Authors do all kinds of writing calesthenics creating characters. Some use cropped pictures from magazines to zero in on their target creation. Some prepare detailed notebooks of everything they intend their character to be. Others design elaborate story-boards to track their characters. And still others hear their character's voice and picture him/her in their mind's eye while putting words on the page to portray them.
Two of my favorite older television series had strong male protagonists leading the way to successful runs for both programs. Magnum P. I., starring the dashing and talented Tom Selleck, began with the former Navy man enjoying the luxury of Robin Masters' estate in Hawaii, charged with maintaining security much to the displeasure of the estate manager Higgins (John Hillerman) and his two Dobermans, Zeus and Apollo. Thomas Magnum appears to be a handsome playboy with little to do but jet around in the red Ferrari, making trips to see his buddies, one of which runs a local bar and restaurant and the other who operates a helicopter service.
Over the course of many seasons, Magnum's development and his and Higgins' relationship illustrate the depth of these two characters through tragedy, trauma, hilarity, and humanity. Tested and tried through all kinds of situations, the outstanding writing in the series demonstrated the desire to make these characters appealing with just enough commonality in their emotional makeup and basic humanity to allow the audience to identify with them in spite of their extraordinary and uncommon circumstances.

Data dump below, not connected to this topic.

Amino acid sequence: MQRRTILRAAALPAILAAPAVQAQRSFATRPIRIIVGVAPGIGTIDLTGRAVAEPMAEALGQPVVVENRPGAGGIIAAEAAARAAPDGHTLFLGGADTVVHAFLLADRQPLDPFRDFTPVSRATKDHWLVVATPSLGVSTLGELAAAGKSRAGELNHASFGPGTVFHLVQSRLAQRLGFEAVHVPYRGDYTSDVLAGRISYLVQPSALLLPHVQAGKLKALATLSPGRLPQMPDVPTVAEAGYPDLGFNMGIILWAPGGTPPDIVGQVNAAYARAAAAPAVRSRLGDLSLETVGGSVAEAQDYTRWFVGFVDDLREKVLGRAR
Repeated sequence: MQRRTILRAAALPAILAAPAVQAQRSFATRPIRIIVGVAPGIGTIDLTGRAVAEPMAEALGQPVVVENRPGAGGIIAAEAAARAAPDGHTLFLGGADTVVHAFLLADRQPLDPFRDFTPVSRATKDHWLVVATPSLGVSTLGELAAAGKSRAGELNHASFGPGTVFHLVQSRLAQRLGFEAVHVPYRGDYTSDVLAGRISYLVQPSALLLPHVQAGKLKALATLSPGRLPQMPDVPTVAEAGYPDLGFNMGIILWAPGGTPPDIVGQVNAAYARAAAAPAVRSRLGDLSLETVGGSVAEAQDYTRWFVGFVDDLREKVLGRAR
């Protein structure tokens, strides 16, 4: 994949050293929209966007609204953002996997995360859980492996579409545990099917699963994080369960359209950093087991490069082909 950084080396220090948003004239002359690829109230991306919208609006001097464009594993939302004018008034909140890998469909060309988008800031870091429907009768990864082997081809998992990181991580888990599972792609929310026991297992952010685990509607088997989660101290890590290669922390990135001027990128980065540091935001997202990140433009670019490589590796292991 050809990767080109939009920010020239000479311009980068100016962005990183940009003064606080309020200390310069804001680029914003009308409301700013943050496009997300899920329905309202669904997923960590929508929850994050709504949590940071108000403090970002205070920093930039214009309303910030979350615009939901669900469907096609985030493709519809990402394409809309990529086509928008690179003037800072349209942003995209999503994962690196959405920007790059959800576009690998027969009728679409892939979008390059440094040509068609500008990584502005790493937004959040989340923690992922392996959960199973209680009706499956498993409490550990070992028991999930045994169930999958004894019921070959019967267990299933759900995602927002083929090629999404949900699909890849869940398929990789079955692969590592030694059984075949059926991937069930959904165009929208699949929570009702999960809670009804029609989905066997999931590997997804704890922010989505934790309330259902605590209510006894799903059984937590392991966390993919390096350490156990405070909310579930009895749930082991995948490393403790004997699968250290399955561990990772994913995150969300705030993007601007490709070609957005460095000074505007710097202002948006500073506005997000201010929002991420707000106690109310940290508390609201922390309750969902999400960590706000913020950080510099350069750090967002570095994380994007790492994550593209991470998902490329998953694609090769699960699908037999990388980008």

By using the military JAG corps as its focal location and basis for plots, once again we have a handsome "hero" in Commander Harmon Rabb (David James Elliot) but with the addition in the second season of the tough but attractive marine Major Sarah "Mac" MacKenzie (Catherine Bell). The sparks, friction, and competition between these two develops over the course of the series revealing the heartbreak in each of their pasts, what spurs their fierceness as attorneys, and how they stumble through their relationships. Once again the writing in this series keeps the viewer tuning in to watch the drama between these two lead actors as well as the other contributing characters in the show.
Both of these series lasted for several years with ongoing growth in the characters, strong protagonists with just enough fallibility to draw us to them, to help us identify with them, and to hope for their successes however that might be defined for them. Those of us who enjoyed these series hated to see them conclude even though we recognized they'd run their courses, and it was probably time for "The End" to be scrawled across the screen.
In our novels we must find the depth in characters which draw readers to them. Whether we nail the reader in the beginning chapter with mighty revelations about certain characters or if we take our time to steadily and methodically reveal important facets of their characters, we need to make sure the people on the page aren't stick figures going through the formulaic and predictable motions we so often see in fiction. It's never easy to make them unique, but it's always necessary to make them appealing.
Father, you gift, you give, you forgive, you direct, you guide all who choose to follow you. You bless. You are Love. We're desperate for you in all we do. In the Name of Jesus, Amen.